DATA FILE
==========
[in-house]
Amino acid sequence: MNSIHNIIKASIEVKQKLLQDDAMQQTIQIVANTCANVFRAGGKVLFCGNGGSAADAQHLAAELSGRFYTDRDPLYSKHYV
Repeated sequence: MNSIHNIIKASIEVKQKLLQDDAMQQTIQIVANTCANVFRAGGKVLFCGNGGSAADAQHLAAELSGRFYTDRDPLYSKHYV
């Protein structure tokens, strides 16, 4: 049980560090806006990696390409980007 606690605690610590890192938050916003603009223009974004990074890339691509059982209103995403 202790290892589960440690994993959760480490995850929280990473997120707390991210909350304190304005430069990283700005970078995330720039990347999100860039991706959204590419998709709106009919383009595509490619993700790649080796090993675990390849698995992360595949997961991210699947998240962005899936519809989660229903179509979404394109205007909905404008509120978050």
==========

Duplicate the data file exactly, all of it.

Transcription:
[in-house]
Amino acid sequence: MNSIHNIIKASIEVKQKLLQDDAMQQTIQIVANTCANVFRAGGKVLFCGNGGSAADAQHLAAELSGRFYTDRDPLYSKHYV
Repeated sequence: MNSIHNIIKASIEVKQKLLQDDAMQQTIQIVANTCANVFRAGGKVLFCGNGGSAADAQHLAAELSGRFYTDRDPLYSKHYV
């Protein structure tokens, strides 16, 4: 049980560090806006990696390409980007 606690605690610590890192938050916003603009223009974004990074890339691509059982209103995403 202790290892589960440690994993959760480490995850929280990473997120707390991210909350304190304005430069990283700005970078995330720039990347999100860039991706959204590419998709709106009919383009595509490619993700790649080796090993675990390849698995992360595949997961991210699947998240962005899936519809989660229903179509979404394109205007909905404008509120978050």